Purple Line selects new team of builders to finish light-rail project (Bizjournals)

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The stalled Purple Line project is expected to roar back to life as soon as the spring now that a new team of builders has been selected to complete the chronically delayed 16-mile light-rail line.

Purple Line Transit Partners, in consultation with the Maryland Department of Transportation and Maryland Transit Administration, announced Friday that Dragados USA Inc. and OHL USA Inc., operating as Maryland Transit Solutions, will finish the $5.6 billion project. Financial terms were not released.

The next steps, per a release, “include finalizing contracts as PLTP advances efforts to secure required financing.” Only after the state’s Board of Public Works has approved the new contractor, a replacement design-build contract and an amended public-private partnership agreement — and the financing is closed — will work restart.

“Next spring, MTS is expected to mobilize and resume full-scale construction of the Purple Line,” per a release.

The news comes just shy of a year after the state and Purple Line Transit Partners — a consortium that originally included Meridiam, Star America and Fluor Enterprises — reached a $250 million settlement agreement ensuring the project would go on. That deal put an end to all current litigation and covered outstanding financial claims. But it also saw the exit from the partnership of Texas-based Fluor, which served as the lead contractor.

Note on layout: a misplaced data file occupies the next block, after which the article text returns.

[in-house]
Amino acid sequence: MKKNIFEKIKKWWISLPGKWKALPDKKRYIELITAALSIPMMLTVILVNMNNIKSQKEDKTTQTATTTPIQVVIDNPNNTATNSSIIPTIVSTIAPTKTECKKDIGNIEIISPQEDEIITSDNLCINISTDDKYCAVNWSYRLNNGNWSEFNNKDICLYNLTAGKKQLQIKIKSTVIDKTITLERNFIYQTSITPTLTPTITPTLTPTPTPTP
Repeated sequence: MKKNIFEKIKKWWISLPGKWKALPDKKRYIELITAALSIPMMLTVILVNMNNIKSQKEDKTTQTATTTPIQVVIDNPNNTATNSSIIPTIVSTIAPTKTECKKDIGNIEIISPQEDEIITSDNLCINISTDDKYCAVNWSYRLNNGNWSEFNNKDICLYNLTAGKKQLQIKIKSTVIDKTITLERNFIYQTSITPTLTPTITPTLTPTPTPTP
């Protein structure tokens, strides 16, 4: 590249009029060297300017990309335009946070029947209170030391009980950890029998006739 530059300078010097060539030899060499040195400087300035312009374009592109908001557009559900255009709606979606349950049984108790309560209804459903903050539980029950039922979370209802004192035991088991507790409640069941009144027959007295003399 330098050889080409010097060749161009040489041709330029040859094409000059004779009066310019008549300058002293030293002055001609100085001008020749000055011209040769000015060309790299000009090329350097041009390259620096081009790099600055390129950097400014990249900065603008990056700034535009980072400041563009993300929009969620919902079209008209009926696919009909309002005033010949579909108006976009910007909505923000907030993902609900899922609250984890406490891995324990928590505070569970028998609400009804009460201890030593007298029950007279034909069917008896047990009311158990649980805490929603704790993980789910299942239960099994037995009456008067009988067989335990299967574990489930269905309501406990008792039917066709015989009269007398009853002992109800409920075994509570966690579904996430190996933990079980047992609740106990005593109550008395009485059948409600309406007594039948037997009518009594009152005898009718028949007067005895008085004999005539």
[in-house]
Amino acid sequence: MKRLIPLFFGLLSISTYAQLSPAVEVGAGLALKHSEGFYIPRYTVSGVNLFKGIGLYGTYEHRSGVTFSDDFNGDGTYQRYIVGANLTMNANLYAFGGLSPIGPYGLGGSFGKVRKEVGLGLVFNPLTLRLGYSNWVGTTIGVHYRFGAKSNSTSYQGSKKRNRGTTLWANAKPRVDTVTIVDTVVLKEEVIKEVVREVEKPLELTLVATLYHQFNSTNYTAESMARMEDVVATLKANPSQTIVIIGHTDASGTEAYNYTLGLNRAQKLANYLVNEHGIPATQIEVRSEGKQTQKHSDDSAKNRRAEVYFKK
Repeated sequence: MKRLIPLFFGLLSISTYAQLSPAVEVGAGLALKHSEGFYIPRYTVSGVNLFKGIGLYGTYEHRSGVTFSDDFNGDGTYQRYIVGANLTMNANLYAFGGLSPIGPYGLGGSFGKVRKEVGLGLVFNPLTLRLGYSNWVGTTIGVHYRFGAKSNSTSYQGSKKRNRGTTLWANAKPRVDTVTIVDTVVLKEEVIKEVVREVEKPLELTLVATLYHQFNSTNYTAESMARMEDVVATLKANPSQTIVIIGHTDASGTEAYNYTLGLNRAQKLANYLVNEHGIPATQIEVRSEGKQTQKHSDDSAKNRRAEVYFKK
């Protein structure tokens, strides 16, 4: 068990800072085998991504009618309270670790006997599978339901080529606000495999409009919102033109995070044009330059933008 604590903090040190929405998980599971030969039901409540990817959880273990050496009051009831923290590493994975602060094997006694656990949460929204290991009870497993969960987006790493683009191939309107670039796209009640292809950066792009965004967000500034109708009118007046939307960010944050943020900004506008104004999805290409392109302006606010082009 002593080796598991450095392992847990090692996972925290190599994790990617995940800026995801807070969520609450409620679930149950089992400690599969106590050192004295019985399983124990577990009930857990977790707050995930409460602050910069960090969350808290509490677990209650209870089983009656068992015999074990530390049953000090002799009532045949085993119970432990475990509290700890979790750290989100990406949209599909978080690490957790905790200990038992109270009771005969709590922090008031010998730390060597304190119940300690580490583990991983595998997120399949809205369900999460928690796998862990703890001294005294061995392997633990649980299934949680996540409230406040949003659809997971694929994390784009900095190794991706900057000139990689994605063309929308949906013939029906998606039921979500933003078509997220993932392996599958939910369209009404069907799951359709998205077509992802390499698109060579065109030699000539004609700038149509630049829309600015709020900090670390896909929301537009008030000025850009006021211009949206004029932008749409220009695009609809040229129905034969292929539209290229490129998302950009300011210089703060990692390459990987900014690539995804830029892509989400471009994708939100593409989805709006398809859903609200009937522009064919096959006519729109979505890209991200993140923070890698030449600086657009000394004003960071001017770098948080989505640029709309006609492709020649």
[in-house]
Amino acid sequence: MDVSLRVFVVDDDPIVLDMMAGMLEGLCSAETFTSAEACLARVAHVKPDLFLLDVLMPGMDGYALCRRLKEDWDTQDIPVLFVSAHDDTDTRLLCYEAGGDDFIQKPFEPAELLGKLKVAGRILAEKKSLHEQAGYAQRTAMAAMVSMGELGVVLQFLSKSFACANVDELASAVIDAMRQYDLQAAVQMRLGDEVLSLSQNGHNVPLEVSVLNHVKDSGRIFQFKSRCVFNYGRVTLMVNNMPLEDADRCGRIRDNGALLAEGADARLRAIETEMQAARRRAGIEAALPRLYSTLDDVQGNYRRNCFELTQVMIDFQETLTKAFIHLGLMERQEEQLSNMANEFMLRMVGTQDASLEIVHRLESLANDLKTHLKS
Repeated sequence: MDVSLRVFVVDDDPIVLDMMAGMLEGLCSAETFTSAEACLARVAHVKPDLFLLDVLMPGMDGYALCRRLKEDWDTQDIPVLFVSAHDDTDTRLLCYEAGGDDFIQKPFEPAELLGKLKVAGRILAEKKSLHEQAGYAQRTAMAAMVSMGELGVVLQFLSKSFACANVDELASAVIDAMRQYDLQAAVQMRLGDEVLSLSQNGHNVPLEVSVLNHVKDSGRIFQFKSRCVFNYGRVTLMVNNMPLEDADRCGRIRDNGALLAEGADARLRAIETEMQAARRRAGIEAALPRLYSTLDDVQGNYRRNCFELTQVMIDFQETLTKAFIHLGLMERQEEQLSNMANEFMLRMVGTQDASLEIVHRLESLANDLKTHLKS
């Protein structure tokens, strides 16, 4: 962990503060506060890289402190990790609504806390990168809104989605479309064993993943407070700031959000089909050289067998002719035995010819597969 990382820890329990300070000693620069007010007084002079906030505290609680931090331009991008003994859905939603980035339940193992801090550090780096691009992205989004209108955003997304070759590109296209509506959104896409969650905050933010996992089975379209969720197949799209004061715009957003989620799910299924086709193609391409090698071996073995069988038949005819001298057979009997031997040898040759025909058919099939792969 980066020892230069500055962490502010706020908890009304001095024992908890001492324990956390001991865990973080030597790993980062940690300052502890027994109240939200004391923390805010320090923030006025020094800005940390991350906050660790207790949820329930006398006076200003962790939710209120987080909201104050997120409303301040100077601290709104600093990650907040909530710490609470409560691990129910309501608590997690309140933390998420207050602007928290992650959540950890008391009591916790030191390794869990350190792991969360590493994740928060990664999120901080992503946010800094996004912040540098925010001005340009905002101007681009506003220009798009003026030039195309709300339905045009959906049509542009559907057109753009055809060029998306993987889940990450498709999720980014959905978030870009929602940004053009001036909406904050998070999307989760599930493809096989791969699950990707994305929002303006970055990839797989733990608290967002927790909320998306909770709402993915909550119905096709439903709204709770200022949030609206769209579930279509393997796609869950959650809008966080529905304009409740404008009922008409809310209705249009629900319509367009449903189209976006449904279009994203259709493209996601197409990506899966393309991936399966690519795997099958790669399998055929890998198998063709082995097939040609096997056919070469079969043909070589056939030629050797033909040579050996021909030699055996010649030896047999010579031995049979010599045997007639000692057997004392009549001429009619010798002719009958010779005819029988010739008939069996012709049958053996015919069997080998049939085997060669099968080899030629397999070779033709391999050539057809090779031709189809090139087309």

The last year has largely been about finding a new builder. Three groups were initially in contention — the Dragados USA and OHL USA team was selected over a joint venture of Tutor-Perini and Lunda. A third shortlisted team, Halmar International, did not submit a final proposal, the state said.

Per a release, Dragados’ portfolio of projects includes the Los Angeles International Airport’s $2.4 billion automated people mover and three light-rail projects in Canada. OHL is a global infrastructure giant.

The Purple Line will connect Bethesda to New Carrollton via 21 stations, including four stops in College Park. Work largely stopped in September 2020 after a judge ruled the contractors could walk off the job because of the ongoing dispute over cost overruns and delays. The ruling came after Maryland Secretary of Transportation Gregory Slater rejected claims in the summer of 2020 that the original builders were entitled to hundreds of millions in payments.

“We have made a lot of progress in this interim period,” Slater said in a statement Friday. “Today’s news is one more step towards completion and one more step towards Marylanders riding on this critical transit connection.”


“Attendance for the first Redeye exceeded our wildest dreams. In this new world, as we navigate vaccination / PCR checks, and immense interest in returning to large events, patrons waited longer than anticipated and ultimately stayed longer inside the event than we had expected.” — No Kings Collective, organizers of the Redeye Night Market, a food festival celebrating the Asian diaspora held in downtown D.C. Saturday on Instagram Sunday. Thousands of people came out for the unticketed event, leading to wait times of 90 minutes or more to enter while staff checked for Covid vaccination or tests. Once inside, the long lines continued for food at individual stalls. The group acknowledged it “fell short of demand” and promised improvements for next year.

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